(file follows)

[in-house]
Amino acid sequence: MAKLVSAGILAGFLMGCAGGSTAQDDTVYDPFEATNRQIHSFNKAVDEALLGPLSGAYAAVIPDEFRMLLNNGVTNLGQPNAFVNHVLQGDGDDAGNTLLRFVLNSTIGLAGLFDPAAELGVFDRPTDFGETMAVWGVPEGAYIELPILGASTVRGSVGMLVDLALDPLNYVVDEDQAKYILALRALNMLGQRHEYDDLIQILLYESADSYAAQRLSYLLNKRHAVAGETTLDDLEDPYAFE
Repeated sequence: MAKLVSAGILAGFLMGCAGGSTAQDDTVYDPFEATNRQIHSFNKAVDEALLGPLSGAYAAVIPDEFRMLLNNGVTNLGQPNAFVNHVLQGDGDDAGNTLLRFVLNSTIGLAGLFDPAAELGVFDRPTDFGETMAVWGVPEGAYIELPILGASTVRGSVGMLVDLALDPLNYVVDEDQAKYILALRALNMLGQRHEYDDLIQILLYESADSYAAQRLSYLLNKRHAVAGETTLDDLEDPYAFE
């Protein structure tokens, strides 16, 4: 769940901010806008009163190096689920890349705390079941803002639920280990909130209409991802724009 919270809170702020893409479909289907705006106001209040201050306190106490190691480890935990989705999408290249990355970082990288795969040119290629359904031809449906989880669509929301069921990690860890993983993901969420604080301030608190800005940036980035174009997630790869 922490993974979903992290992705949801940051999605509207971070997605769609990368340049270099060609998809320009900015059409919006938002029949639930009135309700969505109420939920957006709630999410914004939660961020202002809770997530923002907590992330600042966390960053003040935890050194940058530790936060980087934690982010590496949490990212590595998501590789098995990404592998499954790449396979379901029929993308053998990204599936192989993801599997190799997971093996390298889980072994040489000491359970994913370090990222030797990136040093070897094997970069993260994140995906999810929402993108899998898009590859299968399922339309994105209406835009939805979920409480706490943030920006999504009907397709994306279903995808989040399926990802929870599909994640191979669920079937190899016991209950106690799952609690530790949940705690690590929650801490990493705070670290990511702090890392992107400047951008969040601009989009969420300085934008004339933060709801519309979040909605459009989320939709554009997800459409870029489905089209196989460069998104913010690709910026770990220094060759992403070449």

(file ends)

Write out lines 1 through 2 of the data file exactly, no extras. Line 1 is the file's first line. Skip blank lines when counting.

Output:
[in-house]
Amino acid sequence: MAKLVSAGILAGFLMGCAGGSTAQDDTVYDPFEATNRQIHSFNKAVDEALLGPLSGAYAAVIPDEFRMLLNNGVTNLGQPNAFVNHVLQGDGDDAGNTLLRFVLNSTIGLAGLFDPAAELGVFDRPTDFGETMAVWGVPEGAYIELPILGASTVRGSVGMLVDLALDPLNYVVDEDQAKYILALRALNMLGQRHEYDDLIQILLYESADSYAAQRLSYLLNKRHAVAGETTLDDLEDPYAFE